• Mike McCarthy – 12 string guitar
  • Brad Shenfield – dabouke
  • Mike Clayton – bass guitar
  • Matt Brown – saxophone

Charts[edit]

The album peaked at number 23 on the US Independent album charts.

Year Chart Position
2002 Billboard Top Independent Albums 23

References[edit]

  1. ^ a b Hoard, Christian (September 2002). "Spoon, 'Kill the Moonlight' (Merge)". Spin. 18 (9). Retrieved July 24, 2015. 
  2. ^ "Spoon Kill the Moonlight". Exclaim!. Retrieved January 9, 2016. 
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  5. ^ a b [3]
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  7. ^ a b c d [5]
  8. ^ a b c [6]
  9. ^ a b c d e [7]
  10. ^ a b c d e f g [8]
  11. ^ a b [9]
  12. ^ a b Lorelei Sharkey, "Playing Spoon", Nerve.com
  13. ^ [10]
  14. ^ a b [11]
  15. ^ a b c "Reviews for Kill The Moonlight by Spoon". Metacritic. Retrieved August 11, 2012. 
  16. ^ Billboard - Google Boeken. Books.google.com. 2009-12-12. Retrieved 2012-02-27.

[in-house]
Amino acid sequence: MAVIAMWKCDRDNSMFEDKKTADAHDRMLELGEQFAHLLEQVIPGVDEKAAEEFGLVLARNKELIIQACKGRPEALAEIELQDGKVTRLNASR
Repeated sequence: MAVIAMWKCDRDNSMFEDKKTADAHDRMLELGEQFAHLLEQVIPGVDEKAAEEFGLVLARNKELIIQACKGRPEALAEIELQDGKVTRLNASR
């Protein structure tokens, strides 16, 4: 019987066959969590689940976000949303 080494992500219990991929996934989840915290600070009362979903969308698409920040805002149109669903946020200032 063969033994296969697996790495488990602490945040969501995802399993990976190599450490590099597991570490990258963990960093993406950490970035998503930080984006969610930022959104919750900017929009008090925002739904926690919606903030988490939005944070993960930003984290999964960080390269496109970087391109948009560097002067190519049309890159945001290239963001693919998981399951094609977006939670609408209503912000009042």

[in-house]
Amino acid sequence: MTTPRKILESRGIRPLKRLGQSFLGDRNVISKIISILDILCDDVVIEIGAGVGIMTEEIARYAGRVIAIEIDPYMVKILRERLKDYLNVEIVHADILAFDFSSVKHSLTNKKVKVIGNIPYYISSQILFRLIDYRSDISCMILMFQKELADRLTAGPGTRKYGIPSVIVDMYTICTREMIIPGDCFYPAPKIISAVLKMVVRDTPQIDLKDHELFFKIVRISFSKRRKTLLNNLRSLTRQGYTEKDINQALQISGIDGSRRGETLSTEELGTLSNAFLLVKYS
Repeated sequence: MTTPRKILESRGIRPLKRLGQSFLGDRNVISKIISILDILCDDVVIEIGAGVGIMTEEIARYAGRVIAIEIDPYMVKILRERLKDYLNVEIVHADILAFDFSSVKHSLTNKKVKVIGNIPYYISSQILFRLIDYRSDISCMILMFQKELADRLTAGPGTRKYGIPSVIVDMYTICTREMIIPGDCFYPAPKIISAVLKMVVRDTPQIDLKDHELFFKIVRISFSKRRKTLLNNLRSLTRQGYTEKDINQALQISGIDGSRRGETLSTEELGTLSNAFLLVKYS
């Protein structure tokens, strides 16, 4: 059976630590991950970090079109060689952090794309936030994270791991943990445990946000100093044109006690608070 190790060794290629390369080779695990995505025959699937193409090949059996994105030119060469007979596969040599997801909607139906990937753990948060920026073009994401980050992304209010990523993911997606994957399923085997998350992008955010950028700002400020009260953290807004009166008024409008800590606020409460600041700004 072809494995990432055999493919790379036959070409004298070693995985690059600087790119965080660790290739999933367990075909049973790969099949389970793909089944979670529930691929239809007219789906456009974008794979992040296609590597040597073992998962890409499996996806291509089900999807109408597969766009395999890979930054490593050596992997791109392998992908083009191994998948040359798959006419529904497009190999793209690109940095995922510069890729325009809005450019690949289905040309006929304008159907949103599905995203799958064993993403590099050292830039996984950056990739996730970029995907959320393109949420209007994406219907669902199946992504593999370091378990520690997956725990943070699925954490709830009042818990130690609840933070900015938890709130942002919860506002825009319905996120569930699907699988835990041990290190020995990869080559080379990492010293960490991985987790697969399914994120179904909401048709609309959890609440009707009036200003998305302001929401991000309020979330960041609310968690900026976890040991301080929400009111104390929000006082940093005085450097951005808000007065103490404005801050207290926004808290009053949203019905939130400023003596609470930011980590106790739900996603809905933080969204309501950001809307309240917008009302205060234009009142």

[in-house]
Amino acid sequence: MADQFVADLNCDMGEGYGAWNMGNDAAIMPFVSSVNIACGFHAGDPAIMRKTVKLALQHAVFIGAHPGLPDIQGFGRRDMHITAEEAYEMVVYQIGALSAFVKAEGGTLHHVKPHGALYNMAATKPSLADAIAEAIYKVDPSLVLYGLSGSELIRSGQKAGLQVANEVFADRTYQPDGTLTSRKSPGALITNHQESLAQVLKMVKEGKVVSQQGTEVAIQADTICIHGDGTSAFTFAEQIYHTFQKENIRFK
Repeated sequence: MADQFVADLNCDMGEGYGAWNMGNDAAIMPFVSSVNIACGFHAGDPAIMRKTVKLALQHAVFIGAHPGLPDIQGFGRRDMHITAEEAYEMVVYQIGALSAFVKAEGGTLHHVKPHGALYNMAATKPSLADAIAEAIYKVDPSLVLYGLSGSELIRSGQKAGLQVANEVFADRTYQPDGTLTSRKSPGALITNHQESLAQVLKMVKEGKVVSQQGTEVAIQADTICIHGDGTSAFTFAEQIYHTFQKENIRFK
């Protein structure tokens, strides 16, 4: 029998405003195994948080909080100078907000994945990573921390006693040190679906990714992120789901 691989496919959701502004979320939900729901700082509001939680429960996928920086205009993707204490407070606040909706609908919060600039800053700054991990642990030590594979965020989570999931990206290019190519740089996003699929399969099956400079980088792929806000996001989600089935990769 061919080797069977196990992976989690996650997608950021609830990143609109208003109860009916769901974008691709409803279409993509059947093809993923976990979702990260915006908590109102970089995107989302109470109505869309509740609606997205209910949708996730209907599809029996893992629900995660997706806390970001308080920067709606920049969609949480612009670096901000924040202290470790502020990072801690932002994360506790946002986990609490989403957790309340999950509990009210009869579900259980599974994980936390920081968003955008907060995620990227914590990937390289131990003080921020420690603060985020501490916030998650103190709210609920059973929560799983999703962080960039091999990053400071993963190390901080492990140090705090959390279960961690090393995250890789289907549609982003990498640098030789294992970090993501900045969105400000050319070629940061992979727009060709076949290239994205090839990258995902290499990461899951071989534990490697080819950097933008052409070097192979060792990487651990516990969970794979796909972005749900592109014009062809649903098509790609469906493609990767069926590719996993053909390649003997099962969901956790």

17. ^ Phares, Heather. "Kill the Moonlight – Spoon". AllMusic. Retrieved July 24, 2015. 
  18. ^ Eliot, Ryan (September 2002). "Spoon: Kill the Moonlight". Blender (9): 155. Archived from the original on April 28, 2004. Retrieved July 6, 2016. 
  19. ^ Hermes, Will (August 16, 2002). "Kill the Moonlight". Entertainment Weekly. Retrieved July 24, 2015. 
  20. ^ Bronson, Kevin (August 18, 2002). "An Unpoetic Start to the Revolution". Los Angeles Times. Retrieved October 30, 2015. 
  21. ^ "Spoon: Kill the Moonlight". NME: 38. September 21, 2002. 
  22. ^ Carr, Eric (August 14, 2002). "Spoon: Kill the Moonlight". Pitchfork. Retrieved July 24, 2015. 
  23. ^ Eliscu, Jenny (September 5, 2002). "Spoon: Kill The Moonlight". Rolling Stone. Archived from the original on October 15, 2008. Retrieved July 24, 2015. 
  24. ^ "Spoon: Kill the Moonlight". Uncut (65): 120. October 2002. 
  25. ^ Christgau, Robert (September 10, 2002). "Consumer Guide: A Very Good Year". The Village Voice. Retrieved July 24, 2015. 
  26. ^ [12]
  27. ^ [13]
  28. ^ Blender picks the best 100 indie rock albums ever
  29. ^ "Alt/Indie’s Best Albums of the Decade" Archived 2009-12-16 at the Wayback Machine. Retrieved 12 January 2010.
  30. ^ [14]
  31. ^ Rolling Stone (2011-07-19). "Introducing Rolling Stone's 100 Best Albums of the 2000s | Music News". Rolling Stone. Retrieved 2012-02-27. 
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  33. ^ [16]
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  40. ^ [23]